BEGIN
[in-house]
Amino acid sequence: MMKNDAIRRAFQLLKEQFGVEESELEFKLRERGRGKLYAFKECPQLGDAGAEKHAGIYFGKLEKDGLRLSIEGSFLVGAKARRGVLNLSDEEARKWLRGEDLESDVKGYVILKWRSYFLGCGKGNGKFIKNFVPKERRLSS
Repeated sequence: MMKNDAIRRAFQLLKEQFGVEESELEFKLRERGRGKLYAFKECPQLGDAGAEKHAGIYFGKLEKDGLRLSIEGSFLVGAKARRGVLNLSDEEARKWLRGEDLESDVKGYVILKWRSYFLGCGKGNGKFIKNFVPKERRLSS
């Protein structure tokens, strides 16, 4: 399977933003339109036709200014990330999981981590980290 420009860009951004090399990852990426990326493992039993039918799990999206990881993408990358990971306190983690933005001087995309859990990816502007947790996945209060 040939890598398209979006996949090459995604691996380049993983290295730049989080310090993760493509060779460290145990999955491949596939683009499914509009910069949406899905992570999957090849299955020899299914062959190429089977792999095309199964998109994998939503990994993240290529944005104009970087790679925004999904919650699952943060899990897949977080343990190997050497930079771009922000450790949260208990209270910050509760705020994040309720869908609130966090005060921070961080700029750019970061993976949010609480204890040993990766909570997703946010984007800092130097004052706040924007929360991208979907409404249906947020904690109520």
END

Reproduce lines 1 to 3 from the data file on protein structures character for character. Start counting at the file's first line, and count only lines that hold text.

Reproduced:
[in-house]
Amino acid sequence: MMKNDAIRRAFQLLKEQFGVEESELEFKLRERGRGKLYAFKECPQLGDAGAEKHAGIYFGKLEKDGLRLSIEGSFLVGAKARRGVLNLSDEEARKWLRGEDLESDVKGYVILKWRSYFLGCGKGNGKFIKNFVPKERRLSS
Repeated sequence: MMKNDAIRRAFQLLKEQFGVEESELEFKLRERGRGKLYAFKECPQLGDAGAEKHAGIYFGKLEKDGLRLSIEGSFLVGAKARRGVLNLSDEEARKWLRGEDLESDVKGYVILKWRSYFLGCGKGNGKFIKNFVPKERRLSS